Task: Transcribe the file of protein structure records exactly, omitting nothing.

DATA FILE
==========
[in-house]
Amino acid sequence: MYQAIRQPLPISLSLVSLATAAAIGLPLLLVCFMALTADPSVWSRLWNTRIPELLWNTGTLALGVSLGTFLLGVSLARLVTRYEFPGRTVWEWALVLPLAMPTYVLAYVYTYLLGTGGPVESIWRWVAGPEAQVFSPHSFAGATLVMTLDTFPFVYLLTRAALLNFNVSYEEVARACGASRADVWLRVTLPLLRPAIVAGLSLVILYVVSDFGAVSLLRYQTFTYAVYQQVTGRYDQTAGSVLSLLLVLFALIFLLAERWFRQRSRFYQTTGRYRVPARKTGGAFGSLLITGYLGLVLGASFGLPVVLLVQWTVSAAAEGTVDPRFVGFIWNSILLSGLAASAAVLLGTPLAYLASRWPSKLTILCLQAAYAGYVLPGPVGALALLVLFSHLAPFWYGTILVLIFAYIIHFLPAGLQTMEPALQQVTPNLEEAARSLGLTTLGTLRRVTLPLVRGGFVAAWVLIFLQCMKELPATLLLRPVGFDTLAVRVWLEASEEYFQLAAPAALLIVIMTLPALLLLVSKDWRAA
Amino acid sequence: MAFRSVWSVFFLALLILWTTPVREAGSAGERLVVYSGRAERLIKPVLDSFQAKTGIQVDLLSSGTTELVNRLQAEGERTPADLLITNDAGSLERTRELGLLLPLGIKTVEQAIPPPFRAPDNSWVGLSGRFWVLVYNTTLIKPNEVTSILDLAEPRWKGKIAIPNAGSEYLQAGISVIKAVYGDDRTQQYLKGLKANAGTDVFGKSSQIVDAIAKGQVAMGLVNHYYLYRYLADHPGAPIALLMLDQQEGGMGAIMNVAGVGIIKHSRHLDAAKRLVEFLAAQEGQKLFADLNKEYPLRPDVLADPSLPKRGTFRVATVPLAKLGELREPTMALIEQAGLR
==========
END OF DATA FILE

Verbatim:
[in-house]
Amino acid sequence: MYQAIRQPLPISLSLVSLATAAAIGLPLLLVCFMALTADPSVWSRLWNTRIPELLWNTGTLALGVSLGTFLLGVSLARLVTRYEFPGRTVWEWALVLPLAMPTYVLAYVYTYLLGTGGPVESIWRWVAGPEAQVFSPHSFAGATLVMTLDTFPFVYLLTRAALLNFNVSYEEVARACGASRADVWLRVTLPLLRPAIVAGLSLVILYVVSDFGAVSLLRYQTFTYAVYQQVTGRYDQTAGSVLSLLLVLFALIFLLAERWFRQRSRFYQTTGRYRVPARKTGGAFGSLLITGYLGLVLGASFGLPVVLLVQWTVSAAAEGTVDPRFVGFIWNSILLSGLAASAAVLLGTPLAYLASRWPSKLTILCLQAAYAGYVLPGPVGALALLVLFSHLAPFWYGTILVLIFAYIIHFLPAGLQTMEPALQQVTPNLEEAARSLGLTTLGTLRRVTLPLVRGGFVAAWVLIFLQCMKELPATLLLRPVGFDTLAVRVWLEASEEYFQLAAPAALLIVIMTLPALLLLVSKDWRAA
Amino acid sequence: MAFRSVWSVFFLALLILWTTPVREAGSAGERLVVYSGRAERLIKPVLDSFQAKTGIQVDLLSSGTTELVNRLQAEGERTPADLLITNDAGSLERTRELGLLLPLGIKTVEQAIPPPFRAPDNSWVGLSGRFWVLVYNTTLIKPNEVTSILDLAEPRWKGKIAIPNAGSEYLQAGISVIKAVYGDDRTQQYLKGLKANAGTDVFGKSSQIVDAIAKGQVAMGLVNHYYLYRYLADHPGAPIALLMLDQQEGGMGAIMNVAGVGIIKHSRHLDAAKRLVEFLAAQEGQKLFADLNKEYPLRPDVLADPSLPKRGTFRVATVPLAKLGELREPTMALIEQAGLR